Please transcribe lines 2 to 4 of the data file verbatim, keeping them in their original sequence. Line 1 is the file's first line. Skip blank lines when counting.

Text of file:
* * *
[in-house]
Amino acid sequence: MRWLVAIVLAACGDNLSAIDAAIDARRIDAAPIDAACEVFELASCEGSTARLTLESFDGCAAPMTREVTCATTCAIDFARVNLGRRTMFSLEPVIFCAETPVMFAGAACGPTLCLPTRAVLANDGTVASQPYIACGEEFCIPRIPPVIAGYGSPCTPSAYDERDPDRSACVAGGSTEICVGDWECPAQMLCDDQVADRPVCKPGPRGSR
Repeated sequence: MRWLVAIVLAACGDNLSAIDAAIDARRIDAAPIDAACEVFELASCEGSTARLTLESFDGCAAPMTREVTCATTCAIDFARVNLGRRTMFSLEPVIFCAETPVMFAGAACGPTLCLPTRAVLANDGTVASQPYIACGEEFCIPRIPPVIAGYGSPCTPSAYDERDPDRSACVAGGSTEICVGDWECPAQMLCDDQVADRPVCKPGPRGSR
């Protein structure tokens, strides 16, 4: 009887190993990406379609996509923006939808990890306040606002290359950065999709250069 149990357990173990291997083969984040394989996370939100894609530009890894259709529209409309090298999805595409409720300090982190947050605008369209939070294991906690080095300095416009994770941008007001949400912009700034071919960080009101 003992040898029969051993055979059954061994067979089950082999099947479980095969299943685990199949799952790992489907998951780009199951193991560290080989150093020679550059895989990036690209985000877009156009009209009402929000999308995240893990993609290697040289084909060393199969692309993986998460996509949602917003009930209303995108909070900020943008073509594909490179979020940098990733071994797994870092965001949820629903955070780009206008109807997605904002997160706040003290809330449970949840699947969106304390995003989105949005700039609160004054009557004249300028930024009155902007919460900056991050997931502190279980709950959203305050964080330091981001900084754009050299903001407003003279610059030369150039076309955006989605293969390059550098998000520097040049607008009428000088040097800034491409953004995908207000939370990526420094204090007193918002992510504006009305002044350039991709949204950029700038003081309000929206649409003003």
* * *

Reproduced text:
Amino acid sequence: MRWLVAIVLAACGDNLSAIDAAIDARRIDAAPIDAACEVFELASCEGSTARLTLESFDGCAAPMTREVTCATTCAIDFARVNLGRRTMFSLEPVIFCAETPVMFAGAACGPTLCLPTRAVLANDGTVASQPYIACGEEFCIPRIPPVIAGYGSPCTPSAYDERDPDRSACVAGGSTEICVGDWECPAQMLCDDQVADRPVCKPGPRGSR
Repeated sequence: MRWLVAIVLAACGDNLSAIDAAIDARRIDAAPIDAACEVFELASCEGSTARLTLESFDGCAAPMTREVTCATTCAIDFARVNLGRRTMFSLEPVIFCAETPVMFAGAACGPTLCLPTRAVLANDGTVASQPYIACGEEFCIPRIPPVIAGYGSPCTPSAYDERDPDRSACVAGGSTEICVGDWECPAQMLCDDQVADRPVCKPGPRGSR
């Protein structure tokens, strides 16, 4: 009887190993990406379609996509923006939808990890306040606002290359950065999709250069 149990357990173990291997083969984040394989996370939100894609530009890894259709529209409309090298999805595409409720300090982190947050605008369209939070294991906690080095300095416009994770941008007001949400912009700034071919960080009101 003992040898029969051993055979059954061994067979089950082999099947479980095969299943685990199949799952790992489907998951780009199951193991560290080989150093020679550059895989990036690209985000877009156009009209009402929000999308995240893990993609290697040289084909060393199969692309993986998460996509949602917003009930209303995108909070900020943008073509594909490179979020940098990733071994797994870092965001949820629903955070780009206008109807997605904002997160706040003290809330449970949840699947969106304390995003989105949005700039609160004054009557004249300028930024009155902007919460900056991050997931502190279980709950959203305050964080330091981001900084754009050299903001407003003279610059030369150039076309955006989605293969390059550098998000520097040049607008009428000088040097800034491409953004995908207000939370990526420094204090007193918002992510504006009305002044350039991709949204950029700038003081309000929206649409003003």